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This past week they put out 710 roosters and 10 hens in Washington County. Next week it's just 720 roosters - no hens. Not really sure that there's anything wrong with putting a few hens out there "just in case"...
 

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TucksDad said:
This past week they put out 710 roosters and 10 hens in Washington County. Next week it's just 720 roosters - no hens. Not really sure that there's anything wrong with putting a few hens out there "just in case"...
You mean other than it's a complete joke? The time to release those 10 hens would be in late winter/very early spring. With the thousands of roosters released the odds that a few will make into spring are so much greater than any 1 of those 10 hens lasting until spring. So if it's truly a "just in case" proposition the best time to release the hens is spring so that "just in case" those roosters survive they can find the released hens come spring breeding and nesting time.
 

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Another advantage to putting hens in the mix would have to be that it forces hunters to positively identify their target.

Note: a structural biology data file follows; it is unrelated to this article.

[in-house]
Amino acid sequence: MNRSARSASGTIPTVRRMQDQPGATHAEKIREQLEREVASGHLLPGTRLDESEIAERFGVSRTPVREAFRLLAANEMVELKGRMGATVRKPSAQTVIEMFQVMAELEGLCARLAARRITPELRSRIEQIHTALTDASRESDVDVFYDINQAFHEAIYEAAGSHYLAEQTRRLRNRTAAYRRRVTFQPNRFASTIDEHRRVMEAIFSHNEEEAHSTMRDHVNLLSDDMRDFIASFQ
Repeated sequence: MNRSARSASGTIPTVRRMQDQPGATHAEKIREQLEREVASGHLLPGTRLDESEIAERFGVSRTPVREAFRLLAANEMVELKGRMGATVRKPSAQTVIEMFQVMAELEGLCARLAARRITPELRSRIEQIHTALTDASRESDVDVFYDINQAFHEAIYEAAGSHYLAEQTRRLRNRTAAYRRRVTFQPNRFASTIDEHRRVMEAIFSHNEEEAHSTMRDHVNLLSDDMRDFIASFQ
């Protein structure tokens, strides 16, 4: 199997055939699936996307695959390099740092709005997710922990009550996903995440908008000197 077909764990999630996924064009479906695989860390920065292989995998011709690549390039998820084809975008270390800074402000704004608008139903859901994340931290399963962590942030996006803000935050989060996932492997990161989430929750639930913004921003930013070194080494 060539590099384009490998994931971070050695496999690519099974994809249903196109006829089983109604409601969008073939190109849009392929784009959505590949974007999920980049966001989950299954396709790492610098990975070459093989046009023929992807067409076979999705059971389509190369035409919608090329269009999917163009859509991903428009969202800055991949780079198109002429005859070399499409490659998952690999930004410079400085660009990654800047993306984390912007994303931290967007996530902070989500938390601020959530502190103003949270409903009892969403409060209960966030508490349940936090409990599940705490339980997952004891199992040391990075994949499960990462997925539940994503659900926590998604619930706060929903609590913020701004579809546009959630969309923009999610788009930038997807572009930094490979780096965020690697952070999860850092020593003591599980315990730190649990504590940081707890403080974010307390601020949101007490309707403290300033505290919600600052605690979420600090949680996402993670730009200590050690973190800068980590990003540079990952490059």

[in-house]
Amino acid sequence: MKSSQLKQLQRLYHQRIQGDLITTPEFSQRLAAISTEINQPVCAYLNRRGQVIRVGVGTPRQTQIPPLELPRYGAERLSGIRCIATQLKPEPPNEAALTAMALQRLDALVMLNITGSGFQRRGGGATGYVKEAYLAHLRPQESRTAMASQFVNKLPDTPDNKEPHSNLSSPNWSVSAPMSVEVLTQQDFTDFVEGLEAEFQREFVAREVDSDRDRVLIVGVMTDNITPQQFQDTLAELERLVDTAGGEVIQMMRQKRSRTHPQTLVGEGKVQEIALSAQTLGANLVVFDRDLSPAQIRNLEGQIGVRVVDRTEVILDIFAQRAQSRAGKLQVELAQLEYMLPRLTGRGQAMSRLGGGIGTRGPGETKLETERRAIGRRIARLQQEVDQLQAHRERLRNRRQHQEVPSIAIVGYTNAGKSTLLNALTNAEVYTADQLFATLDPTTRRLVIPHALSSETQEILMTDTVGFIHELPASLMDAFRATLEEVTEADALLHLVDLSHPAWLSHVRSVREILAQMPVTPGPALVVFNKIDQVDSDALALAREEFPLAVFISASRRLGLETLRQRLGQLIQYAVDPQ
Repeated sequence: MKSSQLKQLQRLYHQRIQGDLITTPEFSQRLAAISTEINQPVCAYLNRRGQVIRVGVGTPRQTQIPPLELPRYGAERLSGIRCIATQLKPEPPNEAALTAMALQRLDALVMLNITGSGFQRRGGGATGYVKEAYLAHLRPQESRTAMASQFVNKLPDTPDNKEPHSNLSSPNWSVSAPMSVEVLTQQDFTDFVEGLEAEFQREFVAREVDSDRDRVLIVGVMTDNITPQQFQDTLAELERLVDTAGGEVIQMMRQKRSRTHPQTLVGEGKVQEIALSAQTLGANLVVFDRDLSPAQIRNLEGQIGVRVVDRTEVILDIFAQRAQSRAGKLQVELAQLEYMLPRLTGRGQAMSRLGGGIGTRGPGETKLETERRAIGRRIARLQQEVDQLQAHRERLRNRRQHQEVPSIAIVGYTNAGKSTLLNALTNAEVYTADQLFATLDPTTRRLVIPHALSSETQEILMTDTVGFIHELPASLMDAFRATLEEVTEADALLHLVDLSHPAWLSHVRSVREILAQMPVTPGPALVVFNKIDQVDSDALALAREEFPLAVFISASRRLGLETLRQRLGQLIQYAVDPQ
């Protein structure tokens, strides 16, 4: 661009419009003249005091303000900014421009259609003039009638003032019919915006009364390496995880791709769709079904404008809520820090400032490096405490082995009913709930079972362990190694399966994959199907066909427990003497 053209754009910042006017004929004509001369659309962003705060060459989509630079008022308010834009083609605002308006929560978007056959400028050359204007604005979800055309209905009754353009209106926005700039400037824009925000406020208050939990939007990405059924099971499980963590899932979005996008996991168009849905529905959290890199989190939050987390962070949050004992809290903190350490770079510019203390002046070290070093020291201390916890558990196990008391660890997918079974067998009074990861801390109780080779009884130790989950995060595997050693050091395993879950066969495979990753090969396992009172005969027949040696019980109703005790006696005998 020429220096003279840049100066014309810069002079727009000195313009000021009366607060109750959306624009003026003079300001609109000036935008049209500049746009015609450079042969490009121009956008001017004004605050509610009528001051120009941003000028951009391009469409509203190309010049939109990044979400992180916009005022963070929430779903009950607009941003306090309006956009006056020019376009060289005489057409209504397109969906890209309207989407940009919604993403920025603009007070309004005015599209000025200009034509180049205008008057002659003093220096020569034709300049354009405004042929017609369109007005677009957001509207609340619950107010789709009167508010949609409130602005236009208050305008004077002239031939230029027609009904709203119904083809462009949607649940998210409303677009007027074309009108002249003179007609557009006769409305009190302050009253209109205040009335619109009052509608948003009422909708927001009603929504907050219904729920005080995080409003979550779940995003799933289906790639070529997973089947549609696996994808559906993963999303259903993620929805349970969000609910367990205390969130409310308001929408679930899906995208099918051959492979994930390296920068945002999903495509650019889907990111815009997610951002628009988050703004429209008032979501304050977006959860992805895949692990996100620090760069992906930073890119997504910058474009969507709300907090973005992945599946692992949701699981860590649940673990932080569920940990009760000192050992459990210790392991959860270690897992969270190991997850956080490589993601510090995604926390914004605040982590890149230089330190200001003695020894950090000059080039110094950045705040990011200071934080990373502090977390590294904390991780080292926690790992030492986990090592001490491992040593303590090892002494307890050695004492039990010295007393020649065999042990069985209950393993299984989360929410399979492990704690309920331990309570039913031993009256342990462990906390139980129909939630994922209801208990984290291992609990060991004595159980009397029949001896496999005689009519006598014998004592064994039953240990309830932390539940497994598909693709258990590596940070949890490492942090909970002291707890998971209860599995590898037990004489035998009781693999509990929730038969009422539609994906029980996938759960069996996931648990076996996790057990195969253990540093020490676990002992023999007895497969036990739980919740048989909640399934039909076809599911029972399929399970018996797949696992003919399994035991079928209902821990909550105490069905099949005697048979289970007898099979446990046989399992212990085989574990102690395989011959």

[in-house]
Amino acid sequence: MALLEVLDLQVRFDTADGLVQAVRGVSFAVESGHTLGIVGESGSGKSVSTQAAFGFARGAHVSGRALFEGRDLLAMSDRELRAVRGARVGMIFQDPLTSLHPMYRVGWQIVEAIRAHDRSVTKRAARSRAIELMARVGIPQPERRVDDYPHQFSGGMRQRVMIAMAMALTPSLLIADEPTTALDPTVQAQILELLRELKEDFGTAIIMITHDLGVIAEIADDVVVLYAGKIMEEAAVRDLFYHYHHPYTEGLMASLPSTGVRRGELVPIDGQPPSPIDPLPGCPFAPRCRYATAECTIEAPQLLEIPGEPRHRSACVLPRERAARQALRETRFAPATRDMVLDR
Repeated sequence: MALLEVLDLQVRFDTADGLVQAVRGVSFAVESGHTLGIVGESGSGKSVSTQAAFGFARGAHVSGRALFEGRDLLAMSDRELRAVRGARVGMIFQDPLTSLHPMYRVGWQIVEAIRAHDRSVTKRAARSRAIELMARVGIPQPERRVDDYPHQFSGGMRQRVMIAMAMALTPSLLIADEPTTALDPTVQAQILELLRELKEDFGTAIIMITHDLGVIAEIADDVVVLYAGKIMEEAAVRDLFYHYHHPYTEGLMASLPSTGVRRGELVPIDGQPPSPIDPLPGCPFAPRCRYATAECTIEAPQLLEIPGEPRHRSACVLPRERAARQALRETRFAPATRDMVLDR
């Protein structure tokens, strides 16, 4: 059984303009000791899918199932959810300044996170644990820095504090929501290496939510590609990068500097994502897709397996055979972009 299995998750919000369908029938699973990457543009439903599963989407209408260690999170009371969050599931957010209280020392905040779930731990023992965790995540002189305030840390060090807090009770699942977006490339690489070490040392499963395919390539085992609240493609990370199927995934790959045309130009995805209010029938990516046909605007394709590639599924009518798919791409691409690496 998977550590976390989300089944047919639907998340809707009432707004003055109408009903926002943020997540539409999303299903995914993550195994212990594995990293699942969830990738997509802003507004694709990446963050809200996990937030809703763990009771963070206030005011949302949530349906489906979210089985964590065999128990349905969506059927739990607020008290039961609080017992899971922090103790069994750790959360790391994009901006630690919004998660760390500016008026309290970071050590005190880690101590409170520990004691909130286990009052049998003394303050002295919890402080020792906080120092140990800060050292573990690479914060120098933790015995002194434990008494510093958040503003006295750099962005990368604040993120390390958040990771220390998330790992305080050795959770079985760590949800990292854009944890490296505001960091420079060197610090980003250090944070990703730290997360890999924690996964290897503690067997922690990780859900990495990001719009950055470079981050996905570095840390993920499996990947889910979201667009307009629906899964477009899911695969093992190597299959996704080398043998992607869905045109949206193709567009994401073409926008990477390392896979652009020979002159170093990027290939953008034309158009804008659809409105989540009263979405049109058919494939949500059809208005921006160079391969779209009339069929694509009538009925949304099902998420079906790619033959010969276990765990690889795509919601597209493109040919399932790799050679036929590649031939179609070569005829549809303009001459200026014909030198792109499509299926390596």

When it's both sexes, people are more prone to just whack away I'd imagine...

My buddy has a lab, and when she gets wet, she shakes her head. Makes me worry who's on the other side of tht hedgerow. Those ears flopping are a pretty close match for wingbeats !
 

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TucksDad said:
This past week they put out 710 roosters and 10 hens in Washington County. Next week it's just 720 roosters - no hens. Not really sure that there's anything wrong with putting a few hens out there "just in case"...
Unfortunately, 15 people threw every Nickle of their hunting license dollars in the trash for "just in case". Of those 15, 5 of them hunt pheasant.

Dump em and shoot em. No reason why hens can't be legal statewide with the exception of areas with documentation of viable reproduction.
 

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Lick Islander said:
TucksDad said:
This past week they put out 710 roosters and 10 hens in Washington County. Next week it's just 720 roosters - no hens. Not really sure that there's anything wrong with putting a few hens out there "just in case"...
Unfortunately, 15 people threw every Nickle of their hunting license dollars in the trash for "just in case". Of those 15, 5 of them hunt pheasant.